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Had enough of ticks and deer

Discussion in 'Nature/Habitat/Garden Corner' started by OSimpson, May 25, 2011.

  1. Winston

    Winston Junior Mint

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    I am so sorry that my post 'read' that way. Please forgive me. The tone of it was supposed to be kind of funny. That failed.
     
  2. Sesame

    Sesame New Member

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    lol. no worries. i am a city transplant - not very knowledgable about wildlife.

    shall let you know if ninja deer invade my "yard" :)

     
  3. Capricorn1964

    Capricorn1964 Active Member

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    I've never seen a deer jump over that high of a fence before but Im tempted to believe it if they are ninja-type deer! :rolleyes3:
     
  4. Mr. Linux

    Mr. Linux Senior Member & Moderator Forum Staff

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    The Maryland Department of Natural Resources states the following:

    http://www.dnr.state.md.us/wildlife/Hunt_Trap/deer/wtdeerfacts.asp

    So it's far from being unheard of. Note that they are able to clear a 7-foot fence from a standing position...
     
  5. Rhaegar

    Rhaegar Member

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    I would pay money to see that. I can see a cat doing it, even a big cat, but a deer that weighs a few hundred pounds...wow.

    Then I remembered that I had the Internet and went searching. I was disappointed to not find exactly what I was looking for. However I did find this: http://www.youtube.com/watch?v=4-1FrmLRR0o
     
  6. T8erman

    T8erman Well-Known Member

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    I had a deer leap over my SUV while driving. Was braking/bracing for contact and whoosh! Up and over he went, rather easily too.
     
  7. Capricorn1964

    Capricorn1964 Active Member

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    Lucky that he didn't hit you, I've seen the damage that they can cause vehicles....*shudders*
     
  8. Capricorn1964

    Capricorn1964 Active Member

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  9. vacliff

    vacliff "You shouldn't say that."

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    I have personally watched several deer bound over an 8 foot fence with very little effort.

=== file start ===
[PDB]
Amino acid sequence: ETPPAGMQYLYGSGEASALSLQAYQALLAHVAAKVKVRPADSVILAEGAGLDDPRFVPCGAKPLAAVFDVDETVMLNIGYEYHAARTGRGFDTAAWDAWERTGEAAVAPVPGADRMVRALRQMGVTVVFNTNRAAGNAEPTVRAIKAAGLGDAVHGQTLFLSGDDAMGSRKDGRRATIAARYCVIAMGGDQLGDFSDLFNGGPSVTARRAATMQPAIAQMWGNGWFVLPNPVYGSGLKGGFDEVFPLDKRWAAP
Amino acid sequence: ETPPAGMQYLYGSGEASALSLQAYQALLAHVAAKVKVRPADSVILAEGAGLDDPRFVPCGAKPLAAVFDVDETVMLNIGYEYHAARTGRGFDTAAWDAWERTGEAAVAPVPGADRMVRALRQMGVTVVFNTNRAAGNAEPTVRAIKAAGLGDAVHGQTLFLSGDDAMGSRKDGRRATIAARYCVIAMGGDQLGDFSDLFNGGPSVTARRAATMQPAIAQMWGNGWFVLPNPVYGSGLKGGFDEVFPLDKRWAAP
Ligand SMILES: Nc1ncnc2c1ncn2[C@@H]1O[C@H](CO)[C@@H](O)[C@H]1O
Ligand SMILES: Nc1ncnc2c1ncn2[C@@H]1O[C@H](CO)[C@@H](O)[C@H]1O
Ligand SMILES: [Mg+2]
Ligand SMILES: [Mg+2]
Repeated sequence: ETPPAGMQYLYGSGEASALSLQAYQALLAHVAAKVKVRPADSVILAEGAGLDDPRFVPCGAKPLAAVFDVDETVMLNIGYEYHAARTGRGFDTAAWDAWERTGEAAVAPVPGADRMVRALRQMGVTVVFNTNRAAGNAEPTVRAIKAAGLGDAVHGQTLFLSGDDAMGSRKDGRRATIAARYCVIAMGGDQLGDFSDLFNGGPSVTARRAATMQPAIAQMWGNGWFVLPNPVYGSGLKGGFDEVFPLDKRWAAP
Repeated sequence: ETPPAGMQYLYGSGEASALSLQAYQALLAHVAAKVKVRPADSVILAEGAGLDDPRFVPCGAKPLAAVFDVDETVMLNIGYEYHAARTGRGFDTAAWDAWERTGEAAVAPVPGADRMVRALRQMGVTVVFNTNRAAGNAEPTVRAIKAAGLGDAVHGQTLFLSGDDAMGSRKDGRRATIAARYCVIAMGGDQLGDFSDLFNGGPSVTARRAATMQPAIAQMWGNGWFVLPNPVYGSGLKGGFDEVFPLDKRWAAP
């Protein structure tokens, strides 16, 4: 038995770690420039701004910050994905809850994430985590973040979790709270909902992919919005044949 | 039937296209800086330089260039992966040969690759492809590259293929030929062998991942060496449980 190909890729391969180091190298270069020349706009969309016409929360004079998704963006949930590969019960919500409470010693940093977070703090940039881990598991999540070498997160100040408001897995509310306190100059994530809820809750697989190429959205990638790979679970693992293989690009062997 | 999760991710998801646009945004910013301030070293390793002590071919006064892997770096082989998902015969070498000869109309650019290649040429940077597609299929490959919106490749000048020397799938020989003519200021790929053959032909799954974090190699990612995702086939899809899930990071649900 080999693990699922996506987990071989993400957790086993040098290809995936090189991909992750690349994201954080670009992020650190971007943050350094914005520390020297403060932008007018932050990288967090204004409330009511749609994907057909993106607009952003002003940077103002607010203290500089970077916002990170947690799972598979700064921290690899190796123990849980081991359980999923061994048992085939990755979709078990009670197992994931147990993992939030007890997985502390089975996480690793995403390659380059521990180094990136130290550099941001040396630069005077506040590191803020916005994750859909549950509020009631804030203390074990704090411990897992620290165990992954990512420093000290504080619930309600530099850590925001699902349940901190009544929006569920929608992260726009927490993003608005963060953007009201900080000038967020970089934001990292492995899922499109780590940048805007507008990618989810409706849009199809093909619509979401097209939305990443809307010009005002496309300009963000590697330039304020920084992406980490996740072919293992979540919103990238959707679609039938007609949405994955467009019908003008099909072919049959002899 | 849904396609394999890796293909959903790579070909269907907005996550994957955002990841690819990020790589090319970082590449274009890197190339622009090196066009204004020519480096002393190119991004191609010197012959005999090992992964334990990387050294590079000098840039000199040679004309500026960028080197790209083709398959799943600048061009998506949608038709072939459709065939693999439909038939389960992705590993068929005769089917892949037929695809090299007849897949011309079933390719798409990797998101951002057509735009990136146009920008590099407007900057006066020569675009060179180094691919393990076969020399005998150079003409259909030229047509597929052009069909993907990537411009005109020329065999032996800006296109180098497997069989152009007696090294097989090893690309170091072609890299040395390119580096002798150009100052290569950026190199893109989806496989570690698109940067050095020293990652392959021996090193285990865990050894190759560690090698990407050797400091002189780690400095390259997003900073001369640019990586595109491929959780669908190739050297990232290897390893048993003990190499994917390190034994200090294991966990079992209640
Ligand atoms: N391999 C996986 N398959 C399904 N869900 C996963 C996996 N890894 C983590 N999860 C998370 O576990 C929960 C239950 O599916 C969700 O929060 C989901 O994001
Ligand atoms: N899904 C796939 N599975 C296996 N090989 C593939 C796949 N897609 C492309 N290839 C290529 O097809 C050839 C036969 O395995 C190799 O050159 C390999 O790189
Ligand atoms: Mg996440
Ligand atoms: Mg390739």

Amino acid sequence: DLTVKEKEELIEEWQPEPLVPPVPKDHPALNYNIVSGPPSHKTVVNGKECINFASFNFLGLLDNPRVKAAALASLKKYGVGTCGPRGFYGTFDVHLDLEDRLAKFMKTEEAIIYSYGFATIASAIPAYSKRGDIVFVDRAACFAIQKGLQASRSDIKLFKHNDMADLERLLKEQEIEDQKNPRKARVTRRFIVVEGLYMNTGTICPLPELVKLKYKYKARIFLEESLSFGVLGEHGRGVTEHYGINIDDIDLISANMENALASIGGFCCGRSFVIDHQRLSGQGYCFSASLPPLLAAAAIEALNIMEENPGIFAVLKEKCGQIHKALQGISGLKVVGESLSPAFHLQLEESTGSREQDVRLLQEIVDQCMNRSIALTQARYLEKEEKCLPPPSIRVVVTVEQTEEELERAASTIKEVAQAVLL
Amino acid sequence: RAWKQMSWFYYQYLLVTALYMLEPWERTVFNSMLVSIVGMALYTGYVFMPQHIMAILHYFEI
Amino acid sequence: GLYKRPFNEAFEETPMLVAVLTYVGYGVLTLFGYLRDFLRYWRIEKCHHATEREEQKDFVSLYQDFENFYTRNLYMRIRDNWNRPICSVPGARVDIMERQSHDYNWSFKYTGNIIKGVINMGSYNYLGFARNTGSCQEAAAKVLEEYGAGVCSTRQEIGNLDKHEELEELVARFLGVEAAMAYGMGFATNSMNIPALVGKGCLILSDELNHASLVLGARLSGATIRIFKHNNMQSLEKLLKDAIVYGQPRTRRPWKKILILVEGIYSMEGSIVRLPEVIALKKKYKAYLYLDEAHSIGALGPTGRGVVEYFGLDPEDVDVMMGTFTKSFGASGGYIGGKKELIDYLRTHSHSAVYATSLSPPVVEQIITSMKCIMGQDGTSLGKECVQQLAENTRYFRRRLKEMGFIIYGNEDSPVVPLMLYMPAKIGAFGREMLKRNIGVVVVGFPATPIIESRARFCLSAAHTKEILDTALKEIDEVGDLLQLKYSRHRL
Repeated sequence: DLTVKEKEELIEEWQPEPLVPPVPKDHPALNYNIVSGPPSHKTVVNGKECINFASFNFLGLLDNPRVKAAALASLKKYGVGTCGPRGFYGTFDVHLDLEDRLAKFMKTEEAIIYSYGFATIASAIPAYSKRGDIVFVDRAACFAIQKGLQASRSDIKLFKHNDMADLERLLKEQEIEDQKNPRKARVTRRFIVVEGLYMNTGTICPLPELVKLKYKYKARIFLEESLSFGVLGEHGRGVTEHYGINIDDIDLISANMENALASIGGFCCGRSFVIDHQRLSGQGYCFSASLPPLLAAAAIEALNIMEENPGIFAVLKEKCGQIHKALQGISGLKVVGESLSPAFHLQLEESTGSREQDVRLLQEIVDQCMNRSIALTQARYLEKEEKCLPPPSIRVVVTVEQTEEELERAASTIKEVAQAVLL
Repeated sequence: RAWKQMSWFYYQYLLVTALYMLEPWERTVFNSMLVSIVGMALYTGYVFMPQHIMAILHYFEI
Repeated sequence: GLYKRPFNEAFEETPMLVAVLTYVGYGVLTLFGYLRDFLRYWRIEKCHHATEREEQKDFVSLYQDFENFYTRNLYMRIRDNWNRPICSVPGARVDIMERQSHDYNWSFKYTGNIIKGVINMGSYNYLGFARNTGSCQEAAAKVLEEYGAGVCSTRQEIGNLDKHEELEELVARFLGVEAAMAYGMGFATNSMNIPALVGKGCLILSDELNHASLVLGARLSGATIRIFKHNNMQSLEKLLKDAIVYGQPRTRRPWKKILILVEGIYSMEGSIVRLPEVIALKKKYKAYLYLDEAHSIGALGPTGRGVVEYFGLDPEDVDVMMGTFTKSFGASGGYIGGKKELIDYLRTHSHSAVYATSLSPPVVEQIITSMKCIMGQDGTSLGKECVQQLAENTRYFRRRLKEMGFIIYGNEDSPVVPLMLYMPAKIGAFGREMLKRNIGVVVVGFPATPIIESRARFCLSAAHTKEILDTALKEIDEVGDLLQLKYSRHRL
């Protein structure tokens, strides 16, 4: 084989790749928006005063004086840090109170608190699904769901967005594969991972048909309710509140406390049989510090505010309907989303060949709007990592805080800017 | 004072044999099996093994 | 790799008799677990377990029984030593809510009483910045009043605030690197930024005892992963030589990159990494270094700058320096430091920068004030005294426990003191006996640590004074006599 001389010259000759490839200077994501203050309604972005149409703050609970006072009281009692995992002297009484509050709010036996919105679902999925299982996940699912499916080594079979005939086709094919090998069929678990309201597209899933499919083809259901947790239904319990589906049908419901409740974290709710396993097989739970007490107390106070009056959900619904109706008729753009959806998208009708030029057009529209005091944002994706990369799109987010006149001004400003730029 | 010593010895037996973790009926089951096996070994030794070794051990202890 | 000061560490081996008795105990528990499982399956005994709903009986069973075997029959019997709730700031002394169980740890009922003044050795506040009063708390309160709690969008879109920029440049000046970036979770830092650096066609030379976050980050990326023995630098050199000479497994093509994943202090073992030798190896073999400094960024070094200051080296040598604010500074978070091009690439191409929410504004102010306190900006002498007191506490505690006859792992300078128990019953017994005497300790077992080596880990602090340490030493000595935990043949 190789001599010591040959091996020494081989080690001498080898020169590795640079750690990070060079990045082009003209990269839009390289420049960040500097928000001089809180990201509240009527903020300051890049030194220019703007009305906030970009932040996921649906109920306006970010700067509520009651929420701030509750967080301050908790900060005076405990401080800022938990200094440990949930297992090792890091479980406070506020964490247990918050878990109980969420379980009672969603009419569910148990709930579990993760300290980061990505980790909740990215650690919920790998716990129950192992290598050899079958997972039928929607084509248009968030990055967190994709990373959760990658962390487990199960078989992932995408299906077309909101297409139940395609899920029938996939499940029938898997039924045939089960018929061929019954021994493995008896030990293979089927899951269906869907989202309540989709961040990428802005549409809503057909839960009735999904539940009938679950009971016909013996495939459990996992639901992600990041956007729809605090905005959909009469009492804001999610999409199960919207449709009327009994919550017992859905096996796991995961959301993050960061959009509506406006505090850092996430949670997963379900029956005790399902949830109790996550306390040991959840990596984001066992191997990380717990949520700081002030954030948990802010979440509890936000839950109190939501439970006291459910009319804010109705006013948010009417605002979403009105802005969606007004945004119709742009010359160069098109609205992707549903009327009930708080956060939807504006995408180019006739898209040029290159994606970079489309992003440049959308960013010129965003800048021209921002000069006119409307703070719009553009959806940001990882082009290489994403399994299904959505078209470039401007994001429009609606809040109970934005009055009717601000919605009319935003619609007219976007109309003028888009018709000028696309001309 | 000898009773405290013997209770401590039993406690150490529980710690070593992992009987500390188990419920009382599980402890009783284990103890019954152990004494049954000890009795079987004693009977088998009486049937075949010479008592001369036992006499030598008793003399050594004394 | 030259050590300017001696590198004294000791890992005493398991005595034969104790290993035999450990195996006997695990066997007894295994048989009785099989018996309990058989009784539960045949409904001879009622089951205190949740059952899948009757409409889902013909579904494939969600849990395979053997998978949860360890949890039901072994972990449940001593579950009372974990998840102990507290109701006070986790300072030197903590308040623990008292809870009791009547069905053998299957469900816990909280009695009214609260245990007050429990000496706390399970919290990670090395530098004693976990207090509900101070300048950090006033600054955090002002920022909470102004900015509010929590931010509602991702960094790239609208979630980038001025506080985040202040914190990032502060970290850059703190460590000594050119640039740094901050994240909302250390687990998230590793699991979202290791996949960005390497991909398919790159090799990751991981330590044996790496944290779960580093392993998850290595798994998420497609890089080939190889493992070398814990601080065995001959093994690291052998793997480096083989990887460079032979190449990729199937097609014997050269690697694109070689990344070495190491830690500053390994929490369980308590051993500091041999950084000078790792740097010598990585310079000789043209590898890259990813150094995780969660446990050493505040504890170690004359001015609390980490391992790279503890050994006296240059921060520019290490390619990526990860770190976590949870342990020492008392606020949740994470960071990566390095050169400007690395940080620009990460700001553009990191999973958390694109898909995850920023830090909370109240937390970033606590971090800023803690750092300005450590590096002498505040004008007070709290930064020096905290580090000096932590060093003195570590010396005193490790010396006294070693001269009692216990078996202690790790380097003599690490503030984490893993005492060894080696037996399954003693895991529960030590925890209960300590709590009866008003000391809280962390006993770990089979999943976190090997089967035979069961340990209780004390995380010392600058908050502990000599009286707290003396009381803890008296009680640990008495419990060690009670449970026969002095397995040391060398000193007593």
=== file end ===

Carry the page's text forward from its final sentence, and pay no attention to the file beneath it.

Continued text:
10. wahoogeek

    wahoogeek New Member

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  11. T8ergirl

    T8ergirl New Member

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    I heard that NPR story as well and it was depressing. I'd much prefer to live in an area with woodlands of the type they describe in the protected area. Although, I do feel sorry for the deer. They're just doing what deer do.
     
  12. Capricorn1964

    Capricorn1964 Active Member

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    I agree....
     
  13. OSimpson

    OSimpson Certified Master Naturalist

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    HERE IS SOMETHING I FOUND THAT SEEMS TO ME A WINNER. WE ARE CHECKING INTO IT.

    An environmentally friendly deer feeding station developed by the USDA Agricultural Research Service can reduce tick populations by up to 77%, according to a new study.

    Ticks can carry diseases that infect humans and animals alike. In the northeastern U.S., the blacklegged tick is a known vector of Lyme disease, and the lone star tick transmits the pathogen that causes human monocytic ehrlichiosis. One community in Gibson Island, Maryland installed the USDA deer stations, hoping to reduce their populations of disease-carrying ticks.

    The patented feeders, called the "4-Poster" Deer Treatment Bait Station, use four paint rollers to apply tick killer to the head, neck, and ears of deer as they feed on corn placed in the feeding tray. Tick counts on Gibson Island, Md., showed that the treatment annually achieved at least 77 percent control of both tick species, compared to pretreatment years.